On World Environment Day, a researcher writes how treated wastewater from apartment sewage treatment plants is used to maintain a lush-green public space.

A group of people gardening on a barren land
Voices World Environment Day Sunday, June 05, 2022 - 11:27

Flowering trees such as gulmohar and yellow oleander; fruit trees such as badam, jamun and papaya; and a thriving vegetable garden now stand at a site that was a garbage dump not too long ago. Around 9,500 sq mts of public land in a residential neighbourhood in Mahadevapura, to the east of Bengaluru, was unusable, and polluted by construction debris posing a hazard to the people who lived here until an incredible transformation began here in 2019, spearheaded by the residents themselves.

Tales of civic engagement, particularly in terms of tree-planting drives, are not uncommon in Bengaluru. But what makes Spark Tree Park stand out as a good example is the use of treated waste water from apartment sewage treatment plants to maintain the now lush ecosystem in this public space.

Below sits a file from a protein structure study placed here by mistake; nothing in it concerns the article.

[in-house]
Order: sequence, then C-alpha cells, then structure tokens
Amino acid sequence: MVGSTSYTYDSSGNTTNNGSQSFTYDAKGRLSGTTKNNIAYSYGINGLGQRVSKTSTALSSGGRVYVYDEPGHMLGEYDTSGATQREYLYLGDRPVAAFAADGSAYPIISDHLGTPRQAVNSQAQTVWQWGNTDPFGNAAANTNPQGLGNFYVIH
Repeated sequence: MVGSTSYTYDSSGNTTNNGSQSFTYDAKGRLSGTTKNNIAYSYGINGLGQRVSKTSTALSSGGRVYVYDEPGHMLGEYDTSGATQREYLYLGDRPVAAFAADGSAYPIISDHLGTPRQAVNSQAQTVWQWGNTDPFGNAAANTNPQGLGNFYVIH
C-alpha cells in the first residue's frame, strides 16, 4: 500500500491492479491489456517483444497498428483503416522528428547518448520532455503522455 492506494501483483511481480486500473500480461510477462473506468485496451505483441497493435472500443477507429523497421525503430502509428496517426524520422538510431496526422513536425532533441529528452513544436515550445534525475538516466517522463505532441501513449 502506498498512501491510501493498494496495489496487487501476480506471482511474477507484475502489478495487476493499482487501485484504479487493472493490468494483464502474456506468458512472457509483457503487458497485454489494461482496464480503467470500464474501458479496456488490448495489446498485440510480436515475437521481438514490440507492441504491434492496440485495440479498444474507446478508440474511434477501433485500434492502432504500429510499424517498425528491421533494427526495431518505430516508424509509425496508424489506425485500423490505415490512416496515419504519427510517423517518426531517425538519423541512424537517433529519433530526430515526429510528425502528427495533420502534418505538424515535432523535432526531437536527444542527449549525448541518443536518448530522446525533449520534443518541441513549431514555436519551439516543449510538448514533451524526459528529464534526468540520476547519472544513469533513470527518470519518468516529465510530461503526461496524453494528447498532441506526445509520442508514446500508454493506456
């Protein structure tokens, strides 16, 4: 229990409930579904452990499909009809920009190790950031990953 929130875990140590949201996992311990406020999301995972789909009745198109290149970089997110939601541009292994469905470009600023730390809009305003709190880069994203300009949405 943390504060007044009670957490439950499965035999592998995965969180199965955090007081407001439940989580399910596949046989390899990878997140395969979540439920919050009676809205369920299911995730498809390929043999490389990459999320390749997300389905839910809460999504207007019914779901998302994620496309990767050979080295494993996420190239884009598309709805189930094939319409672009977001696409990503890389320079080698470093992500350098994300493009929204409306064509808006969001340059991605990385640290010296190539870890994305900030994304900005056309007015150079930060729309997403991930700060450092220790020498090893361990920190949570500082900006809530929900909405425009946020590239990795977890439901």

Wastewater as a resource

Residents from three apartments in the vicinity – Greens Apartments, Adithya Elixir and New Heaven – came together not only to revive a public space. The residents, along with the support of the then MLA Aravind Limbavali and the local BBMP corporator, sought to proactively restore it using treated wastewater from their apartments, thereby reducing the impact on freshwater sources and stemming the flow of wastewater into stormwater drains. Both these benefits are critically important in a rapidly urbanising city like Bengaluru that needs to urgently adapt to climate change.

This park is one of the sites that researchers from the Centre for Social and Environmental Innovation (CSEI) at Ashoka Trust for Research in Ecology and the Environment (ATREE) visited as part of our study to understand why treated wastewater was going unused in Bengaluru despite the mandate that apartments with more than 20 units have to install decentralised STPs and adhere to the Zero Liquid Discharge (ZLD) policy. 

Apart from reuse within the apartment complex itself, treated wastewater can also be used for non-potable activities such as construction and industrial usage as well as for greening public spaces—just like Spark Tree Park. There’s an opportunity here to effectively reuse treated wastewater and cut down on the use of freshwater. So, how did residents do this? And can this model be scaled across the city?